Stop telling cancer patients to ‘Stay Strong’

3 Mins read

It’s time that cancer awareness campaigns adopted a different approach.

Looking around the oncologist waiting room as I wait for my mom to finish her appointment, I notice the only thing adorning the white wall is a big sign with a Winnie the Pooh quote that reads “You are braver than you believe, stronger than you seem, and smarter than you think.”

How tacky.

On the table, some pamphlets teach cancer patients and their caregivers how to “Stay Strong” during these trying times and to never “Stop Fighting.”

My mom walks out of her appointment, collects me from the waiting room then stops to grab one of the other pamphlets that guides parents through teaching their children about cancer.

Nearly my whole life I’ve watched my mom struggle with breast cancer. I spent my childhood hearing people tell my family to “Stay strong.”

T-shirts were handed out at American Cancer Society fundraising events that had some cheesy stock quotes printed on them like “You never know how strong you are until being strong is your only option.”

“I don’t know how I would have carried on, how any of us would have carried on, had it not been for the community around us,”

Arlene Maracina

I understand that the language is meant to be inspiring and to have patients and their families feel like warriors, but why are we constantly treating cancer as some sort of war people willingly participate in?

Of course, when talking about strength, the signs aren’t referring to physical strength but mental strength; something that’s not often specified.

Aside from the obvious mental toll a cancer diagnosis can have on a person, chemotherapy has been proven to cause a rise in depression and anxiety in patients.

According to the National Cancer Institute, one in three cancer patients experience mental or emotional distress and up to 25 per cent of survivors experience depression with many others exhibiting symptoms of Post Traumatic Stress Disorder (PTSD).

Despite the double meaning of strength and the undeniable need to maintain an optimistic strong mental attitude during treatment, the rhetoric plastered all across cancer awareness promotional materials still irritates me.

By constantly telling cancer patients to stay strong, does that imply that nearly 50 per cent of breast cancer patients struggling with depression aren’t strong? When we parade survivors around as the strong ones that are still battling the disease are we simultaneously saying that those who have died are weak?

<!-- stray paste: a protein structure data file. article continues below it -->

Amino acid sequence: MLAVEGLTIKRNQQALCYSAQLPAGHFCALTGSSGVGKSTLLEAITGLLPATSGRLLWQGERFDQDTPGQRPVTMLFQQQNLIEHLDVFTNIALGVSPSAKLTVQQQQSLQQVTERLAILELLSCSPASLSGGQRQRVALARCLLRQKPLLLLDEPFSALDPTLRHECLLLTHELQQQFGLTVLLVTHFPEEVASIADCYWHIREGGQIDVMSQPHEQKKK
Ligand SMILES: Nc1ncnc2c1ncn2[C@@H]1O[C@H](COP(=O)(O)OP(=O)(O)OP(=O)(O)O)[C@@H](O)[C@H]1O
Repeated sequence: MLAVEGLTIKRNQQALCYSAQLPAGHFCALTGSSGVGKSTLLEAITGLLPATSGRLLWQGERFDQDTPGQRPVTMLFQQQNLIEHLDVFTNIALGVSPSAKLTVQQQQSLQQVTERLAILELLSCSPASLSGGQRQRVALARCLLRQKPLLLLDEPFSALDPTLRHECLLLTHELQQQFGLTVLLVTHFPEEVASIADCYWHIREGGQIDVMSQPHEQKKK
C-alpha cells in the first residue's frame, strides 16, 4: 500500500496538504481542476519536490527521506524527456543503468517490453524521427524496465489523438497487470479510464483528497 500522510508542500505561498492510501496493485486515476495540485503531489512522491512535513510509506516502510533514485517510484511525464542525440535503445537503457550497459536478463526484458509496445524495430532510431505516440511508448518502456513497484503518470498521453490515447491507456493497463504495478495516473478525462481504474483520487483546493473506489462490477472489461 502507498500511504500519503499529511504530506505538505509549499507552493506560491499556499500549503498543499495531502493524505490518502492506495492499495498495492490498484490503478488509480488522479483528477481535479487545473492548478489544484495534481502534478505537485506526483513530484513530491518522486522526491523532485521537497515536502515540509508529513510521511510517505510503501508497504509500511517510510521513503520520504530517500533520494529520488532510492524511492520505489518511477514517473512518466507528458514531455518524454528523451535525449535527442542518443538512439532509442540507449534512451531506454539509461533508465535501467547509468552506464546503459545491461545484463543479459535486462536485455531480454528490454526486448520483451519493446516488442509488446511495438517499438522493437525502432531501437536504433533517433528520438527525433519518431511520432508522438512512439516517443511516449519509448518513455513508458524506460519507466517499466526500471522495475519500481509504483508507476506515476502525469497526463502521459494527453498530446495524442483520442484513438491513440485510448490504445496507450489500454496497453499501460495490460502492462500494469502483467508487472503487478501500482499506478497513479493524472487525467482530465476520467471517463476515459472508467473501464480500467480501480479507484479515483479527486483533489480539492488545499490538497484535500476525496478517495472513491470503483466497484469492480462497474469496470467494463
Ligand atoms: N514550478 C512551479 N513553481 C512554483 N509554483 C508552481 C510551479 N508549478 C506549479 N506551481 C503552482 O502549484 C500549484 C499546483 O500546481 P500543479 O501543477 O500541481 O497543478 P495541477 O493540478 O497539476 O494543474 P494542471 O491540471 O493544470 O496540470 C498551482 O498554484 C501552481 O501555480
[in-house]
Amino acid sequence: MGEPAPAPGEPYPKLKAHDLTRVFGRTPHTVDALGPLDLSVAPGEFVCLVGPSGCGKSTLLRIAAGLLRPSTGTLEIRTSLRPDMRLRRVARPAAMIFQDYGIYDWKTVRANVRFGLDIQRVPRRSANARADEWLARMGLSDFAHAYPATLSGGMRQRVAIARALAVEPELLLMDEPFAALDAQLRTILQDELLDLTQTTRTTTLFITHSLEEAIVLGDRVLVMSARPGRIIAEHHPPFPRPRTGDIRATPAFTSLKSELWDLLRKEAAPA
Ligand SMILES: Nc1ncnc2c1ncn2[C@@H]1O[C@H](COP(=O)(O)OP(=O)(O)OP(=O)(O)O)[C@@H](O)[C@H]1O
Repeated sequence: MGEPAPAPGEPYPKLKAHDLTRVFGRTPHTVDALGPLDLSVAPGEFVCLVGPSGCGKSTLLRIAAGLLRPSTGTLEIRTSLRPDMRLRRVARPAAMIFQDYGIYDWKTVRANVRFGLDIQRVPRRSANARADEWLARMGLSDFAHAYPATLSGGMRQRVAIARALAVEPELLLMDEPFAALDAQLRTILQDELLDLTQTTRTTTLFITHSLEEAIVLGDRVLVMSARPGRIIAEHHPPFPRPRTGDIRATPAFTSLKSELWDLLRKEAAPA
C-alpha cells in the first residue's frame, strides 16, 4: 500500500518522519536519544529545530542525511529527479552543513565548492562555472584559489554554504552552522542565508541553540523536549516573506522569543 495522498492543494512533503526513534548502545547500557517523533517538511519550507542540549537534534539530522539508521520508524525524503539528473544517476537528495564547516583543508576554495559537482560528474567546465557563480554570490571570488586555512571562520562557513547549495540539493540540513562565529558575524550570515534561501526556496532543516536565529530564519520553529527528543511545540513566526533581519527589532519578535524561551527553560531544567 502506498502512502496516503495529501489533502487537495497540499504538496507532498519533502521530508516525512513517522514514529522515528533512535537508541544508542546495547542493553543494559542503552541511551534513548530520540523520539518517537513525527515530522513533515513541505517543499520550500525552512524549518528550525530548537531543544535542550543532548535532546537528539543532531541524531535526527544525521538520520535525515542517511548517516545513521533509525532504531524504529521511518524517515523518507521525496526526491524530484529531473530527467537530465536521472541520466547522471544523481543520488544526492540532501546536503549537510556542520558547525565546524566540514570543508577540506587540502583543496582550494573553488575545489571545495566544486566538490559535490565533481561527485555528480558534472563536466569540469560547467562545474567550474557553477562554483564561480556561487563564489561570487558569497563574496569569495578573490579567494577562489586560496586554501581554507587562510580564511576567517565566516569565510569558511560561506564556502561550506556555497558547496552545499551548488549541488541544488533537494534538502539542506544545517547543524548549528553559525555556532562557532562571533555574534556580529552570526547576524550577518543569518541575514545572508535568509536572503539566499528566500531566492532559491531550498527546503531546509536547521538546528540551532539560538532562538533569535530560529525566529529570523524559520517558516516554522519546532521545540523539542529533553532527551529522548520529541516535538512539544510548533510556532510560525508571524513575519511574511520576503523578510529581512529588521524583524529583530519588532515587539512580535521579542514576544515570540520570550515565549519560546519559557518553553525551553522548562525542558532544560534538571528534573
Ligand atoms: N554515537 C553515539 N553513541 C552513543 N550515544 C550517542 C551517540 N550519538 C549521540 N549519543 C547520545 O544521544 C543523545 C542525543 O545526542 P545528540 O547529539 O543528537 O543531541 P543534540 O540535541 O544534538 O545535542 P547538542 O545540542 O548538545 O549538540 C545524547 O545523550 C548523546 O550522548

After 20 years of working as a sergeant in the NYPD while also raising a family, my mother has proven herself to be a remarkably strong woman, but during her illness, she got her strength from the support of everyone around her.

Every week a different family from both of my sisters’ soccer teams would drop off a home-cooked meal for our family.

My Friends and family at an American Cancer Society Fundraiser
Friends and family at an American Cancer Society Fundraiser [Charlotte Maracina]

When my mom spent a month in the hospital after a near-fatal allergic reaction to the chemotherapy my aunts would spend the nights at our house so my dad could spend his nights at the hospital visiting her. Without this support system, our family wouldn’t have had the mental strength to carry on.

Whether or not you’re struggling with cancer, mental health is something that needs to be continuously improved upon through the support of those around you, by going to therapy or with the use of medication.

Putting “Stay Strong” on a poster isn’t empowering, it’s demeaning and belittles the complicated emotions that come along with such a deadly disease.

Throughout the years of my mom’s illness, there were countless times when all mental strength left us. I recall moments when my sisters, only 12 and 13 at the time, would sit on the couch crying to my dad.

Years later I’d hear a story of my dad calling my aunt hysterically crying at the thought of losing his wife and having to raise three teenage girls all alone. Were we not staying strong simply because we were showing vulnerable emotions?

If cancer awareness rhetoric is meant to help people stay strong, it’s time to be a little more specific as to what being strong means.

Rather than telling people to simply keep their heads up and keep a positive mindset, we need to promote how that glorified strength can be achieved while also letting everyone know it’s okay to have moments of vulnerability.

Signs in oncologists’ offices should promote different mental health counselling options and the pamphlets handed out shouldn’t be titled How to Stay Strong but rather How to Get Support.

Cancer patients and their families aren’t superhuman warriors, they’re normal people experiencing a difficult time, and they should be spoken to like that.

Featured Image by Rowan Youseff via Behance.

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